WordCamp Phoenix: WordPress for beginners

Spending a weekend learning about blogging doesn’t look fun at first glance. But, if it is a WordCamp, definitely go for it. My first WordCamp Phoenix took place on January 17-19, in Chandler, Arizona. As Brazilian journalist immersed in this new tech world, it was an awesome learning opportunity and the event attracts interesting people. There were a lot of things, three sessions happening at the same time, so I am able to share a piece of the ones I checked out.

First of all, WordCamp is about WordPress. Maybe I should have said that before. If you still are out (I doubt!), jump into this dynamic content management system. I have had a WordPress blog since 2007 and I have created and managed few others as part of my job. They are the simple ones that everybody with a google account can have. Now, I’m going to the next level. The session What Is WordPress & How to Install by Sé Reed was perfect for that. There, I knew that CCN, Best Buy, Forbes and Justin Bieber have WordPress as website platform.

Few words

  • Keys components of a great website: Content (post and page), Functionality (plugins) and Design (themes).
  • There is no ready website. It’s always in construction.
  • The history about WordPress there is a interesting relation between WordPress, WordPress Foundation, Automatic and Matt Mullenweg. You should find out http://en.wikipedia.org/wiki/WordPress.
  • Her presentation is also a good tutorial to install WordPress according to your interest.

I caught part of the How to Add WordPress Content Without Pain by Gabriela Levit. Very useful and practical presentation.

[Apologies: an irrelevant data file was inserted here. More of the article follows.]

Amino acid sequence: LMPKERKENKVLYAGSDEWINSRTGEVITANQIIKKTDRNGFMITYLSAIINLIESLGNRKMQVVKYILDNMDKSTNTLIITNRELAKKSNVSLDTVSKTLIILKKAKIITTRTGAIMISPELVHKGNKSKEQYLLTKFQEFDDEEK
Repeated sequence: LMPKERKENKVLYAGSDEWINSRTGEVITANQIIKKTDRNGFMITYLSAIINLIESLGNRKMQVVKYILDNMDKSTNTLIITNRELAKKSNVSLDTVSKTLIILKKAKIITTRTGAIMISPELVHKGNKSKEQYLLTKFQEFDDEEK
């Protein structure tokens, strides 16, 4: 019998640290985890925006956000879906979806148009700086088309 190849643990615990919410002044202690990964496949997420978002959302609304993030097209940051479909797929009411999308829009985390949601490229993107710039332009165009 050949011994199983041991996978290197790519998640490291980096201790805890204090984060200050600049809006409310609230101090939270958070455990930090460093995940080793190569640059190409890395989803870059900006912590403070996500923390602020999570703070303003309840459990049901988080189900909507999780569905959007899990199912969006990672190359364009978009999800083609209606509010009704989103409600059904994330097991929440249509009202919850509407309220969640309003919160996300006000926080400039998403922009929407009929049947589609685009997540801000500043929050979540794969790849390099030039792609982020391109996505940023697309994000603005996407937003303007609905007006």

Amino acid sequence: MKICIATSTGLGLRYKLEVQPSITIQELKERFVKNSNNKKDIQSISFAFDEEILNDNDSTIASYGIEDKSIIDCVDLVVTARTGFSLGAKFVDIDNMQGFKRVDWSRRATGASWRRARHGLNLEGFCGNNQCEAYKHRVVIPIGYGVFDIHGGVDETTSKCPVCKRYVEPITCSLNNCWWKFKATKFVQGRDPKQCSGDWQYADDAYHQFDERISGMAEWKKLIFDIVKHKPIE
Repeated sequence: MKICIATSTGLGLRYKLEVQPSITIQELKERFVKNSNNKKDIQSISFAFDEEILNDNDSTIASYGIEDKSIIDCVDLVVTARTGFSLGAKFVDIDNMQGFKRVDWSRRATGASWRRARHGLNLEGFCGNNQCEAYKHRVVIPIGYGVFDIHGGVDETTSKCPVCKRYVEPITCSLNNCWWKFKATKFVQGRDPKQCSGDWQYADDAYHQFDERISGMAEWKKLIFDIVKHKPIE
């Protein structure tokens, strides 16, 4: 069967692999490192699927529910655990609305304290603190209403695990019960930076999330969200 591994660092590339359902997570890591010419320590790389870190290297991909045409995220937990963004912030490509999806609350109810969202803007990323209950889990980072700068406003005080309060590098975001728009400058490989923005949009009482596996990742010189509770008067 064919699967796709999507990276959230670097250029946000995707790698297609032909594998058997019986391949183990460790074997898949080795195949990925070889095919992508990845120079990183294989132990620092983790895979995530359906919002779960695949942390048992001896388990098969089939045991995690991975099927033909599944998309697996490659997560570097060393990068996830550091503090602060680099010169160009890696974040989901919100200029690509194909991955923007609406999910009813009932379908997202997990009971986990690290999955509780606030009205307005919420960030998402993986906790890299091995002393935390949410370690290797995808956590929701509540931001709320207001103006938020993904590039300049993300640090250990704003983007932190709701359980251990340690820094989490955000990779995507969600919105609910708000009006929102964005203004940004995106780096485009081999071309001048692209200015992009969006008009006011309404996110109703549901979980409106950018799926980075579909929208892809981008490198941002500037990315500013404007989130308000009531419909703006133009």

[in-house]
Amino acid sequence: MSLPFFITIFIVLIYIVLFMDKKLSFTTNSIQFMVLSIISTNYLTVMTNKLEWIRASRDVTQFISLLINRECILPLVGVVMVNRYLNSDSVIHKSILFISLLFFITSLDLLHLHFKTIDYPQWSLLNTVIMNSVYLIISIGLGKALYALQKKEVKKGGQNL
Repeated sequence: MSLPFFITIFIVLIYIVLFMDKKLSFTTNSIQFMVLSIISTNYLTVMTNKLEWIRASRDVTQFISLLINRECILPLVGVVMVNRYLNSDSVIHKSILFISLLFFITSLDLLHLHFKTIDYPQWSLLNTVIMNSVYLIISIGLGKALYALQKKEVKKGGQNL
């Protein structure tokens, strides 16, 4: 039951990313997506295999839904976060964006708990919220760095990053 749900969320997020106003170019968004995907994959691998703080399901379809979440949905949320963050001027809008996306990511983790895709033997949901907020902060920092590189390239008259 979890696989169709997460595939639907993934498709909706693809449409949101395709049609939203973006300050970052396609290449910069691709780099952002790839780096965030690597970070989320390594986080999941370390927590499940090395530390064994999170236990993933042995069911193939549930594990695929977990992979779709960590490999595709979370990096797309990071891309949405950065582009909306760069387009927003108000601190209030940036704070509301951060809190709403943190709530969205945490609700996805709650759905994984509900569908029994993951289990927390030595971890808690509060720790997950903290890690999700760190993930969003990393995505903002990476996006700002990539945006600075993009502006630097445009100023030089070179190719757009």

Few words

  • Which theme premium to choose? the one that gives more flexibility, which means that it allows change in content and functionality. Use themes separate the plugin – Say no to “themugin”.
  • Below is a snapshot of her slide about difference between wordpress.com and wordpress.org.
  • Her slides have a lot of more information.



I saw part of the talk of Ken Granger on Building Websites that Visitors Actually Want to Use: Google Analytics & The Sticky Factor.

Few words

  • Websites should provide answers for two questions: What do you want from your visitors? What the visitor wants from you?
  • Someone said, maybe it was Ken Granger, that if we can’t track the website, we can’t manage it. And more, today’s data is essential to decision making. He presented how free tools such as Google Analytics, Google Trends and Google Webmaster help to know better visitors/customers’ expectations and how to respond to them.
  • Here the slides.

Security Best Practices, by Brennen Byrne and Sam Hotchkiss was another interesting session. I thought this session will be very tech, but surprisingly I got a lot of tips from it. One of the best sessions I had.

Few words

  • Never email the administrator’s password. Nobody change it after the first login.
  • Don’t share the password with entire office. Not everybody needs the administrator password, which allows all kind of changes on the website. Most of the time editor password is enough. Giving some work to rackers choosing something different than “admin” for your administrator account.
  • Be friends with Google Authenticator. Two step confirmation minimizes the risk to have account stolen.
  • Trying password manager on your computer it is safe and will make strong passwords and remember those for you.
  • Backup your website.
  • Checklist of security – getclef.com/wordpress-security-checklist
  • More sources specially for advance users in their slides 

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